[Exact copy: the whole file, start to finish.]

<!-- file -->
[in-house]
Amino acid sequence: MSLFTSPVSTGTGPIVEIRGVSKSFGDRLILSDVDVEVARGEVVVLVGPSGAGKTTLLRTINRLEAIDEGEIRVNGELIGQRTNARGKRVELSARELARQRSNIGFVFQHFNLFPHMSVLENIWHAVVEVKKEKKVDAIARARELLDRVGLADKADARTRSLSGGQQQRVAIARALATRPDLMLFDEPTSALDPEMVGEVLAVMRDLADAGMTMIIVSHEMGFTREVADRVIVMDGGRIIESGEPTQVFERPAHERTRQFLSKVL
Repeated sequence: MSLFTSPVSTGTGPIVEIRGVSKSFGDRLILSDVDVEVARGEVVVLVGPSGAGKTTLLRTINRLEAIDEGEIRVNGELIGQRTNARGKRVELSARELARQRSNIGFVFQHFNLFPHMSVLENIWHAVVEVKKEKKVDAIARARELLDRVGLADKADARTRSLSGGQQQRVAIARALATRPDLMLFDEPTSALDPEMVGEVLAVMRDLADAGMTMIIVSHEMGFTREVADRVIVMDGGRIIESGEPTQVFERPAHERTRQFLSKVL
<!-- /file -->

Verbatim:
[in-house]
Amino acid sequence: MSLFTSPVSTGTGPIVEIRGVSKSFGDRLILSDVDVEVARGEVVVLVGPSGAGKTTLLRTINRLEAIDEGEIRVNGELIGQRTNARGKRVELSARELARQRSNIGFVFQHFNLFPHMSVLENIWHAVVEVKKEKKVDAIARARELLDRVGLADKADARTRSLSGGQQQRVAIARALATRPDLMLFDEPTSALDPEMVGEVLAVMRDLADAGMTMIIVSHEMGFTREVADRVIVMDGGRIIESGEPTQVFERPAHERTRQFLSKVL
Repeated sequence: MSLFTSPVSTGTGPIVEIRGVSKSFGDRLILSDVDVEVARGEVVVLVGPSGAGKTTLLRTINRLEAIDEGEIRVNGELIGQRTNARGKRVELSARELARQRSNIGFVFQHFNLFPHMSVLENIWHAVVEVKKEKKVDAIARARELLDRVGLADKADARTRSLSGGQQQRVAIARALATRPDLMLFDEPTSALDPEMVGEVLAVMRDLADAGMTMIIVSHEMGFTREVADRVIVMDGGRIIESGEPTQVFERPAHERTRQFLSKVL